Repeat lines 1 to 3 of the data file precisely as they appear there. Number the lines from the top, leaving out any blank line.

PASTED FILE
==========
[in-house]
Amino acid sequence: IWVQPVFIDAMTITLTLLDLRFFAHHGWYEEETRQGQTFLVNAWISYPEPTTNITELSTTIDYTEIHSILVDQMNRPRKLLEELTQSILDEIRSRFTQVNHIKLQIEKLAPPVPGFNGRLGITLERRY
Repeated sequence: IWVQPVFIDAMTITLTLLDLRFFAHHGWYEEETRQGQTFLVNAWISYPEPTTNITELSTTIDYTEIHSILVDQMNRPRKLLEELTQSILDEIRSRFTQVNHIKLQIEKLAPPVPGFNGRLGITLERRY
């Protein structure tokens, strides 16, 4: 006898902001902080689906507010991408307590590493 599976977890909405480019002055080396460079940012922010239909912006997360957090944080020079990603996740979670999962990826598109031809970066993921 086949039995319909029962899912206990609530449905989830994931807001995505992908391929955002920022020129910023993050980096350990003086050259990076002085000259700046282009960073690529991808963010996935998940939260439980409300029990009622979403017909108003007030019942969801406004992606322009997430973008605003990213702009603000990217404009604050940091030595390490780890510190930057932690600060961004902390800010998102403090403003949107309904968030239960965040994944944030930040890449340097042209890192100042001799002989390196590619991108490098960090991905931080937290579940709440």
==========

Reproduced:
[in-house]
Amino acid sequence: IWVQPVFIDAMTITLTLLDLRFFAHHGWYEEETRQGQTFLVNAWISYPEPTTNITELSTTIDYTEIHSILVDQMNRPRKLLEELTQSILDEIRSRFTQVNHIKLQIEKLAPPVPGFNGRLGITLERRY
Repeated sequence: IWVQPVFIDAMTITLTLLDLRFFAHHGWYEEETRQGQTFLVNAWISYPEPTTNITELSTTIDYTEIHSILVDQMNRPRKLLEELTQSILDEIRSRFTQVNHIKLQIEKLAPPVPGFNGRLGITLERRY